“It’s a model that is much more inclusive, much more based on individual agency, decision, and choice, and that is not competitive and it’s about shared satisfaction and pleasure. If our sexual encounters were more like that, we would be a healthier, happier society.”
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Illustrated by Aimee Sy.
Why is language important in teaching healthy sexual behavior?

“Sex is all about communication, and healthy sexuality is all about communication. So, if we don’t have the language, and if we don’t have a fluency with being able to talk about our bodies and our relationships and our actions, then it’s very hard to achieve healthy sexuality. I think we’ve all had experiences where we’ve felt unable or unwilling or unsafe to say the things we really wanted to say, or ask the questions we wanted to ask. So, part of my goal is to create the opportunity for conversation and to help people learn how to create that opportunity in other situations in their lives.

“In my class, I talk about learning to be ‘multi-lingual’ when it comes to sexuality, because there are different ‘languages’: We talk to our sweethearts differently than we talk to our doctors. We talk to our parents maybe differently than we talk to our children. Being fluent in many ways, in many languages of sexuality, is what I think is the key.”
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Illustrated by Aimee Sy. Photo: Courtesy of Taryn Crosby.
Taryn Crosby
Sex educator and social worker in Brooklyn, NY
Claim to fame: bringing her pleasure-focused sex ed workshops to limos and bachelorette parties

What’s different about the way you teach sex ed?

“I like to be really conversational. I’ve become more comfortable with the ‘expert’ label, but I feel like I’ve had the time to read and study and have experienced more, and so that’s why I have more knowledge. But people own their experiences and know what feels good to them. Sure, I have more information and knowledge about topics specifically, but I need to know information from you to see what’s gonna work.

“I’ve been at bachelorette parties; I’ve been in the back of limos. I did one recently at a nude play-party that a group of friends is trying to start. People have ideas about what it’s going to be like — that it’s going to be more of an entertainment or demonstration kind of thing — but it’s really a conversation.”

What’s the most difficult question you’ve been asked during a workshop?

“The trickiest is when women say they’ve never had an orgasm before. I can talk about tricks or methods or toys, but there are so many things that contribute to women having orgasms. A lot of it has to do with the way that we feel about ourselves, our knowledge of our bodies, our expectations around what an orgasm looks like — and that’s a lot to break down in one educational session.”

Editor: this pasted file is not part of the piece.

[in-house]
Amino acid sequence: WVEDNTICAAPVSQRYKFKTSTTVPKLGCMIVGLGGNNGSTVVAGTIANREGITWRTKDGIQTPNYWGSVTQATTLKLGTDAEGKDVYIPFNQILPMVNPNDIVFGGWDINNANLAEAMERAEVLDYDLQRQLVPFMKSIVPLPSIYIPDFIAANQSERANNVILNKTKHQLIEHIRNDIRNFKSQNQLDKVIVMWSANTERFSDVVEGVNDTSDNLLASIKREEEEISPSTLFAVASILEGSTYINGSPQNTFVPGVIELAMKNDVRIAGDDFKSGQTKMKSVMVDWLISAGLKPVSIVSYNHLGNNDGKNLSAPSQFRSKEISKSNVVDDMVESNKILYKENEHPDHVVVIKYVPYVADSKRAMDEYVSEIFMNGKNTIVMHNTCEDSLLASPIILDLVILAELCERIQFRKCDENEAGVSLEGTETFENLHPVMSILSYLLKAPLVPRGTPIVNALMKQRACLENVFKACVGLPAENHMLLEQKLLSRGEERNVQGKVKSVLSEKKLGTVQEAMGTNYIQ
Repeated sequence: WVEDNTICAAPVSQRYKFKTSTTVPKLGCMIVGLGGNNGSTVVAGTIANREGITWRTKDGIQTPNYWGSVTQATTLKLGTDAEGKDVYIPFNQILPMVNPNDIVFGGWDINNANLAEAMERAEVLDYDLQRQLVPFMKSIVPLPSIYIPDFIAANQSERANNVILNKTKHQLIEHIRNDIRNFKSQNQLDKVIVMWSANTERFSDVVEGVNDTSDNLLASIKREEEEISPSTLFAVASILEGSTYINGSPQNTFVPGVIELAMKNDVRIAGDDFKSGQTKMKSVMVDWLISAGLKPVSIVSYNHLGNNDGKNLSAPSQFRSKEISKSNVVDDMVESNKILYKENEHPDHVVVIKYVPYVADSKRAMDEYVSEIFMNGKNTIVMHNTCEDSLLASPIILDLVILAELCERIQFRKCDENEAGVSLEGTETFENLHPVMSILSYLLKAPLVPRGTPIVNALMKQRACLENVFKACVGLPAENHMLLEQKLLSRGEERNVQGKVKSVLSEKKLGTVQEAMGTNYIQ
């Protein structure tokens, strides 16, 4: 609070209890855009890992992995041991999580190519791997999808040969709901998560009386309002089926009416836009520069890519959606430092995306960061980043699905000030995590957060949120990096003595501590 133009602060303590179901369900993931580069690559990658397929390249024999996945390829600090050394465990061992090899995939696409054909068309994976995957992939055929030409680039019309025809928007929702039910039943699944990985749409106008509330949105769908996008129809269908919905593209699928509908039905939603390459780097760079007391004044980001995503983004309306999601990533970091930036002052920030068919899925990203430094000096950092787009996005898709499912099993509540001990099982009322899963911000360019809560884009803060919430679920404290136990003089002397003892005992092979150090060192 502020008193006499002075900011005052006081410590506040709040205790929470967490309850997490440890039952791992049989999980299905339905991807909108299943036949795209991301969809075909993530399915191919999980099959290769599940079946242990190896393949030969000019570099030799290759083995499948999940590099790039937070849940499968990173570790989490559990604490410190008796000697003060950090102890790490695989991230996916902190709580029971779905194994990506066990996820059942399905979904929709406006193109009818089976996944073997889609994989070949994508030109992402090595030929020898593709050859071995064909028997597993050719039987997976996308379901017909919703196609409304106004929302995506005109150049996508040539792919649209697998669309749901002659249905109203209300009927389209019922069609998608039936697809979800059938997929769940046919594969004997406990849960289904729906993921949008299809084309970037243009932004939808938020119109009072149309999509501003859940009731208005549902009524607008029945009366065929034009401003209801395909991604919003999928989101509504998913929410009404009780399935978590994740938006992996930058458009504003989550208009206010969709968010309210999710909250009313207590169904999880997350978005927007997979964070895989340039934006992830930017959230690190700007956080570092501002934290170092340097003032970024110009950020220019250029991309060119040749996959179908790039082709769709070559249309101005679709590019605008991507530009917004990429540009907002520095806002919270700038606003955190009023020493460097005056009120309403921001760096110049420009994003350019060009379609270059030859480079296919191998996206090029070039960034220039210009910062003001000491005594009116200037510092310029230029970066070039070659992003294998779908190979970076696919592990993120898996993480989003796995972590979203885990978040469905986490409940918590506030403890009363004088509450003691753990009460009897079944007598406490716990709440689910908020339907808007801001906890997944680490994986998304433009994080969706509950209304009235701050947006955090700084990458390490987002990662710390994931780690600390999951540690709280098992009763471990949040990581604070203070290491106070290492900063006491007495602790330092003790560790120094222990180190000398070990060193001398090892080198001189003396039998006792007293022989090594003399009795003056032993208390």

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Illustrated by Aimee Sy.
How can we be talking to young people about difficult or taboo subjects in a more comfortable, accessible way?

“One of the important things is that it’s not just one conversation. In movies, you sit down and have the birds-and-the-bees conversation, or you have the one conversation about condoms. But we know that it’s more effective if it’s an ongoing thing.

“Another is to be consistent with our messages. We’re sending messages, even if they’re not verbal, with the way that we restrict gender behaviors and the expectations we have around gender. All of those things affect our sexual behaviors and how we think of ourselves sexually.”
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Illustrated by Aimee Sy. Photo: Courtesy of Melanie Davis.
Melanie Davis
Sexuality educator, trainer, and consultant in Bedminster, NJ
Claim to fame: breaking down stigmas about older adults and sexuality

Why is there such a stigma and lack of awareness around older adults’ sexuality?

“It starts with a bigger picture than sexuality. As a culture, we tend to marginalize older adults — they’re not hip, they’re not cool, so somehow there’s this assumption that they’re not interested in the world around them, and that they’re not interested in sex anymore. These assumptions are harmful. Older adults are sexually active, they are sexually interested. Yes, desire changes, but that doesn’t mean that their interest in having relationships and intimacy necessarily disappears.

“Research has shown that older adults report more satisfaction with their sexuality than younger adults. In part, they’ve just gotten beyond the point of being embarrassed by every physical flaw, so they’re more comfortable with themselves; they’re more comfortable with their bodies; they know what works and what turns them on.”

What are some of the major sexual health issues that concern older adults?